Wednesday, November 7, 2012

Then and Now: How Rural Internet Access Has Changed Since 2007

The life span of technology keeps getting shorter and shorter as developers keep getting smarter. In the past five years, some technologies have expired and others have improved. One area with massive improvements is the availability of high-speed Internet in rural areas.

In 2007, 70% of the U.S. population was using the Internet. In 2010, 77% of the population was online. As of 2012, North America has seen a 17% increase in Internet users in the past five years.*

Why the increase? Take satellite Internet fromHughesNet for example. Hughes developed and launched EchoStar XVII, a high-capacity satellite that has changed the game for families living in remote areas. This satellite provides the broadband speeds that rural areas were lacking last decade. Over the past few years, satellite Internet has not only gotten faster, and is now available in more places.

Not only is satellite Internet available in rural areas of every state in the continental U.S., but it is now fast enough to handle interactive applications and real-time media. Five years ago, download speeds could barely reach 1Mbps. Now, residents in rural areas can get Internet service with download speeds of 15Mbps.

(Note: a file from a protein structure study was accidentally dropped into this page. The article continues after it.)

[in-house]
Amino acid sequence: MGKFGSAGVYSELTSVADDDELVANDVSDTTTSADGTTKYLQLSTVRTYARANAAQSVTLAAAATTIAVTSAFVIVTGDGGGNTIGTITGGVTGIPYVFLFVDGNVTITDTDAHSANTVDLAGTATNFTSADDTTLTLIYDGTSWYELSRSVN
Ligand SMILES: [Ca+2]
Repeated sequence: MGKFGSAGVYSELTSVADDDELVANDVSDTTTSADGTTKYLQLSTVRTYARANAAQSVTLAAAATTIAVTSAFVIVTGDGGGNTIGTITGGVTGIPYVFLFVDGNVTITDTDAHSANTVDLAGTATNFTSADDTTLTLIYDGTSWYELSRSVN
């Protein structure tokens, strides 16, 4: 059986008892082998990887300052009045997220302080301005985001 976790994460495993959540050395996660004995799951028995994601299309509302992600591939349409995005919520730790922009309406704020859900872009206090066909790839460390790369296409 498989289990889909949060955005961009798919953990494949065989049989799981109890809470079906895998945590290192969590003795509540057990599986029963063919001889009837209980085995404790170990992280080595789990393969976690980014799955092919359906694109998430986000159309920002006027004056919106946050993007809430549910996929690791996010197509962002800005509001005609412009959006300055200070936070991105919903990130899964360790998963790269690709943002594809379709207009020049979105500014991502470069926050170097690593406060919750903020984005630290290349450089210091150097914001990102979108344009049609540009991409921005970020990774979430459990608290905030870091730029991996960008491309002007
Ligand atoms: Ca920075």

Cable and DSL are still not widely available in rural areas. This seems unlikely to change, because the cost to build infrastructure in a rural area is not financially profitable for cable or DSL service providers.

Rural Internet access has changed dramatically over the past few years thanks to high-capacity satellites and innovative thinking from satellite Internet providers. If developments continue to improve, expect rural Internet access in 2016 to be even bigger, faster and stronger.

*Via Internet World Stats

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